The motivation to create this organization stems from our childhood experiences, personal life and clinical practice while managing chronically-ill patients in health facilities (private and public) in both urban and rural settings of Cameroon. We realized that clients’ have diverse health-seeking behaviours. They visit different hospitals and various practitioners in search of solutions for their problems. This entails multiple visits to same level facilities and most often same grade of doctors. Hence, these clients spend a lot on repeated consultations, numerous booklets, repeated para-clinical investigations and prescriptions. This phenomenon was common among the elderly and patients with chronic diseases such as hypertension, diabetes, senile arthritis, HIV/AIDs, cancers, liver pathologies etc.


We later realized that most of these patients abandoned their treatment and failed to respect hospital appointments for fear of being subjected to the iterative process and financial expenditure, which was solely out-of-pocket. The consequences of these breaks in care range from deterioration of clinical states to complications (e.g. cerebrovascular accident in uncontrolled blood pressure) and even death.


Moreover, there are children, pregnant women and chronically-ill/bedridden elderly patients who reside in areas which are inaccessible during particular seasons of the year (such as the rainy season) and with health facilities. Besides, where health facilities exist, the cost of transportation from the communities to the facility site can be very high at times. Consequently, patients who required frequent visits to the hospital or prolonged hospitalisations chose to visit the health facilities only when their health conditions deteriorate and their clinical state becomes critical.


Amidst these barriers, some of these patients will prefer to suffer to the point of death in their homes or better still surrender their fate to the hands of charlatans or some traditional practitioners in their communities. These barriers to healthcare mostly affect the health outcome of vulnerable groups like children, pregnant women, physically challenged, orphans and the elderly.


Furthermore, research has revealed that the prevalence of hepatitis B infection in Cameroon is about 8%, almost twice that of HIV. Ironically, more than ¾ of our local population is ignorant about this infection which has very devastating complications but can be prevented via vaccination.

We therefore created this organisation in order to mitigate the barriers (geographical, financial, technical) to essential quality health care services; educate the population on common infectious and non-communicable disease; promote hygiene and sanitation and well-being (encourage proper nutrition and exercise and control substance misuse); prevent diseases (improve access to quality immunisation and use of bed nets); nurse the elderly and empower health personnel to deliver quality (compassionate care) and health facilities to deliver safe, effective and people-centred health services.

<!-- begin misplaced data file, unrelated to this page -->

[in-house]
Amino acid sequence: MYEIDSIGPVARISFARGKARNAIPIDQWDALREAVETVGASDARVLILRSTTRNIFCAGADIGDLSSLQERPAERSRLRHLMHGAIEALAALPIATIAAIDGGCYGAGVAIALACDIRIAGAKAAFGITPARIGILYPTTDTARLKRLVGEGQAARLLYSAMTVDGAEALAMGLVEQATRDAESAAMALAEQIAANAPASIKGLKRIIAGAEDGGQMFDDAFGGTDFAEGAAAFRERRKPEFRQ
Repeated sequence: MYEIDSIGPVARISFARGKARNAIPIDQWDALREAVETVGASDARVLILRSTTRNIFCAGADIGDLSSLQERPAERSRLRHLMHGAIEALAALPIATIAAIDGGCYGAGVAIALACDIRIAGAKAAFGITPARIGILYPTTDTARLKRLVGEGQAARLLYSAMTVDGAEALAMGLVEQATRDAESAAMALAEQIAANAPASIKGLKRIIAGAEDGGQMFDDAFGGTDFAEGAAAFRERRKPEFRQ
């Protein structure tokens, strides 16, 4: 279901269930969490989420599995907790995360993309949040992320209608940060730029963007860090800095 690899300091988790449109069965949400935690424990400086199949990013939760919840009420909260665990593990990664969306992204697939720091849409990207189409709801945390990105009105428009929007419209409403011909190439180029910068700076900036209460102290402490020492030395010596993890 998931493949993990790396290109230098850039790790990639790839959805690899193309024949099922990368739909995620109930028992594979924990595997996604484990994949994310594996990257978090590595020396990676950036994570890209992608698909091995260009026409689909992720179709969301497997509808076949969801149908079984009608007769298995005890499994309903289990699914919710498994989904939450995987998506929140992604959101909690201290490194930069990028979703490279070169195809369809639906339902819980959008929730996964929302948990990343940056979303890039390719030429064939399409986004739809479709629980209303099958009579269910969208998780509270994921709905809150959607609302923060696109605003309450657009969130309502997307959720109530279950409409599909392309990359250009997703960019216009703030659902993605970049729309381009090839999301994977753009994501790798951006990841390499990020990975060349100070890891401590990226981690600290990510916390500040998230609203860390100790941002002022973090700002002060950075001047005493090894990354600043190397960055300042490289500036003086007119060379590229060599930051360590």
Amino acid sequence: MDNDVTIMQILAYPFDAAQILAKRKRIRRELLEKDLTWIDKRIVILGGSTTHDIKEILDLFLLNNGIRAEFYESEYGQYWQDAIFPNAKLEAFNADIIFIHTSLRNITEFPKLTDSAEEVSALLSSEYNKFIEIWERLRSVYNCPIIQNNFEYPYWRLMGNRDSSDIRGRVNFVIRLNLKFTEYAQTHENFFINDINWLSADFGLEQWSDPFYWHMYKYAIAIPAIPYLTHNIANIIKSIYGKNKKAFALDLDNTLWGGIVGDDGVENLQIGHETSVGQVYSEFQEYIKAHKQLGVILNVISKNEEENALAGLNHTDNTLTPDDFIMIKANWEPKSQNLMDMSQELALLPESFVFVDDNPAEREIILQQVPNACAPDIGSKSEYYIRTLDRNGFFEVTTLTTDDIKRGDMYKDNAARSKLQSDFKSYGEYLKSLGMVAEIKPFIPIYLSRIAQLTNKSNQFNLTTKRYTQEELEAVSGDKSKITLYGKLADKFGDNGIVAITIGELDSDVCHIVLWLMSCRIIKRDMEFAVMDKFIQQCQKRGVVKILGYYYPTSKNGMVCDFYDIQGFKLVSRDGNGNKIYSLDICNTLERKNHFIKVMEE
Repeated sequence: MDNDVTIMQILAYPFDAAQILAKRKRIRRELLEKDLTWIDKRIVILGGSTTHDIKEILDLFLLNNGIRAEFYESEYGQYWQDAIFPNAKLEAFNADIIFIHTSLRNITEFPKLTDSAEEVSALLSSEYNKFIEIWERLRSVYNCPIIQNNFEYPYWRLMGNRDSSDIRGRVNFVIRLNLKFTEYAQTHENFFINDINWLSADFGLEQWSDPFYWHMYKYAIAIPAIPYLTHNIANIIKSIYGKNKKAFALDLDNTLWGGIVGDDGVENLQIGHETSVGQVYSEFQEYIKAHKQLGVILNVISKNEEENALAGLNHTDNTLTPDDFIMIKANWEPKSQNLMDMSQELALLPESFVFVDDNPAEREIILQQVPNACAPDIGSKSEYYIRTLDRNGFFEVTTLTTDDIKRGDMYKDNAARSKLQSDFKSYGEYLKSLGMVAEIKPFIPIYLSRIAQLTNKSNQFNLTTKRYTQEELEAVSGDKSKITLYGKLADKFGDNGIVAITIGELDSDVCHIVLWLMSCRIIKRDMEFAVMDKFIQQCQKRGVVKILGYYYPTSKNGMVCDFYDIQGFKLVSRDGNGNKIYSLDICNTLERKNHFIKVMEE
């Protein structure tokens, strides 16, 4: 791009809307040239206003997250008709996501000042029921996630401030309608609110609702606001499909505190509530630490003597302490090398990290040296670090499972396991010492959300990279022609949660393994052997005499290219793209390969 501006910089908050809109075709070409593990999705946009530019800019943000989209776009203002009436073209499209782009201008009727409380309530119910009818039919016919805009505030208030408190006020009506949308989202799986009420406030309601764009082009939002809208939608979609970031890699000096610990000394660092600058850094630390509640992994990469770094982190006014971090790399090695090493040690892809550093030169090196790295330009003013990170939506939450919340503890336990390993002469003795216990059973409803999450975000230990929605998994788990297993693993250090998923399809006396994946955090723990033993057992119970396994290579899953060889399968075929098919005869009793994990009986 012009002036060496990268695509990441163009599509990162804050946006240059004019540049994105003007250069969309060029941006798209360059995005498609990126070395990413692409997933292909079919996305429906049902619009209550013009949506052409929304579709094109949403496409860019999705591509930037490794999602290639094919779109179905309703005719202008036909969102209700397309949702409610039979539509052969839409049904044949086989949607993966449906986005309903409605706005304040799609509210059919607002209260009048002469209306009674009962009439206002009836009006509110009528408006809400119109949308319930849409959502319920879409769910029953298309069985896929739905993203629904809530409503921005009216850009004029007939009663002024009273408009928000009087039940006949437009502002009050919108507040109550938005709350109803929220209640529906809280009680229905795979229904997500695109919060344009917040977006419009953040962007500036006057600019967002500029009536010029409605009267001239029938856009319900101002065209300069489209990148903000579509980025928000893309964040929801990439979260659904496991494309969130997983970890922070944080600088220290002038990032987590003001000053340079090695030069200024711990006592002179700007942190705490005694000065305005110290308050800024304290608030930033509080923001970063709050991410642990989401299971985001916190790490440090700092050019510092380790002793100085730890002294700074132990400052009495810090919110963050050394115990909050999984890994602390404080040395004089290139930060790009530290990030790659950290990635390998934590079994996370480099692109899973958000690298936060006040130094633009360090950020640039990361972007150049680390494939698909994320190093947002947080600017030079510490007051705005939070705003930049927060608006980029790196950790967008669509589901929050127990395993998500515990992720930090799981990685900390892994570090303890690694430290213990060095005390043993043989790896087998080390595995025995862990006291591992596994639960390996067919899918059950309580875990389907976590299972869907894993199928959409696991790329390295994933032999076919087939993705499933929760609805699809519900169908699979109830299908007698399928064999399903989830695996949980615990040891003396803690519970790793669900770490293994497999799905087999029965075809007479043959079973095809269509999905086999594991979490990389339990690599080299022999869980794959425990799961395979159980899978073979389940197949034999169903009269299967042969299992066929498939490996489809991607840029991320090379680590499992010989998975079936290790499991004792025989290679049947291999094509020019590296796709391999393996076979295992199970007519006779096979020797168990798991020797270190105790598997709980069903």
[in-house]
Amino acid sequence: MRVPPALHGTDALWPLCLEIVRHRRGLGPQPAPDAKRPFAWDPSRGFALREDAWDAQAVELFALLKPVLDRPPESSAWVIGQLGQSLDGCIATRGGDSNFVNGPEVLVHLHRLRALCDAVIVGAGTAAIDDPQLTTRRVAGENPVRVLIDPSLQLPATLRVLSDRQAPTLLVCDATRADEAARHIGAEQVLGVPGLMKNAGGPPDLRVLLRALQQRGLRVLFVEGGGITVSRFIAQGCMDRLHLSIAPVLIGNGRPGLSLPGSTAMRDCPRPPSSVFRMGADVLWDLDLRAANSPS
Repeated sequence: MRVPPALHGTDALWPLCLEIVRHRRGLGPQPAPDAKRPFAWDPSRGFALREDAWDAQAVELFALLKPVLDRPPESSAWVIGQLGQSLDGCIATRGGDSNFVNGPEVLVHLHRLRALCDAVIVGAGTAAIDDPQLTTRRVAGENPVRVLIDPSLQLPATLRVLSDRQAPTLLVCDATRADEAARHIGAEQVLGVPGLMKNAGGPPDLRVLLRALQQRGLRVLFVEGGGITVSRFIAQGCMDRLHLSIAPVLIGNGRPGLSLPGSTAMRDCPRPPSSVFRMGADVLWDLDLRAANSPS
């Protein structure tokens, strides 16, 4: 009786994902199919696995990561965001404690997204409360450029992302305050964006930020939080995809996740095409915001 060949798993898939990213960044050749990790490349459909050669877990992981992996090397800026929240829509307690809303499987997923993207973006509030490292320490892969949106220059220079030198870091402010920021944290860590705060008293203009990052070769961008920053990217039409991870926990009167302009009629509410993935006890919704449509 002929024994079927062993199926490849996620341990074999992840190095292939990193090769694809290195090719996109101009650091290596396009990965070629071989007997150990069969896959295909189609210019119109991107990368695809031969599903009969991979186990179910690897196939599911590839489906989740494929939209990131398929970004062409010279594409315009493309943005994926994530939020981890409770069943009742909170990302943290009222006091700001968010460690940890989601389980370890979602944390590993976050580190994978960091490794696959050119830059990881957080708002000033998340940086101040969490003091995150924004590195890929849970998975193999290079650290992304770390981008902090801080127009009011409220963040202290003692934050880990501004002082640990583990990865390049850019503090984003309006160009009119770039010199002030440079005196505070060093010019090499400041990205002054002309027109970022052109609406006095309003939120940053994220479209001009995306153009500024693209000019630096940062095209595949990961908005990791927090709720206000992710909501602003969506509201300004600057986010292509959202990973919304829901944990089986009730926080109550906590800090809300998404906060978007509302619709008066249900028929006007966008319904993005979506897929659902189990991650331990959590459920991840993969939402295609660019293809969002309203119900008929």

Our Story

At the age of three, I noticed that my mother’s hands were paralysed and she could not grip anything or use them. I ran most of her errands. I wanted my mum to feed, bath and cloth me like my cousins’ mom did to them. As a child I could not understand my mother had become someone with a disability. She was not born like that, she just woke up one morning and found out that she could not use both hands.

So growing up for me as a young girl was hard. I was the one bathing and clothing my mother, instead of the reverse. In addition, we lived in a community with no health facility – 3 clans with more than 56 villages. The only hospital was in the divisional head quarter, which was more than 50km away. Villagers used to walk for at least 30km before accessing commercial transport vehicles, partly due to the bad state of roads. At the age of eight (8), I had severe malaria and had to experience this nightmare of walking such a long-distance walk to get healthcare. We had to sleep over at a relative’s house in a nearby village to rest because in my illness I could not endure the long walk. Access to healthcare was, and still is, a privilege to a few in my community. We have lost our love ones, like my mother and aunt, because they could not access healthcare from health facilities in a timely manner.

At this point I was determining as a young girl to change the narrative for my family and my community, but there were no opportunities at the time. After completing my first-degree program, my husband and I got married. My first pregnancy was a set of twins who died after a premature delivery, partly due to limited access to quality obstetric care. My husband, who is a Medical Doctor, could not help at the time because of ethical issues and limited access to specialised obstetric care. We reflected on our experiences from our communities, how we both lost our mothers to preventable and treatable diseases because of poverty and poor access to quality essential healthcare services. My husband’s experience as a physician serving in other rural communities in Cameroon was similar to that of our childhood.

It was at that moment we decided to do something to ameliorate people’s suffering and avert avoidable deaths. This led to the birth of FAVOUR LOWCOST HEALTHCARE FOUNDATION (FALCOH) in December 2014, and was legalised in June 2017. I then had to quit my job with another non-profit organisation in 2016 to become the vision bearer and CEO of FALCOH, my brain child.


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Gender equality in health is way health services that are organised and provided to limit or enable a person access healthcare information, support and services.
Gender discrimination against women and girls put them at greater risk of unwanted pregnancies, STIs etc

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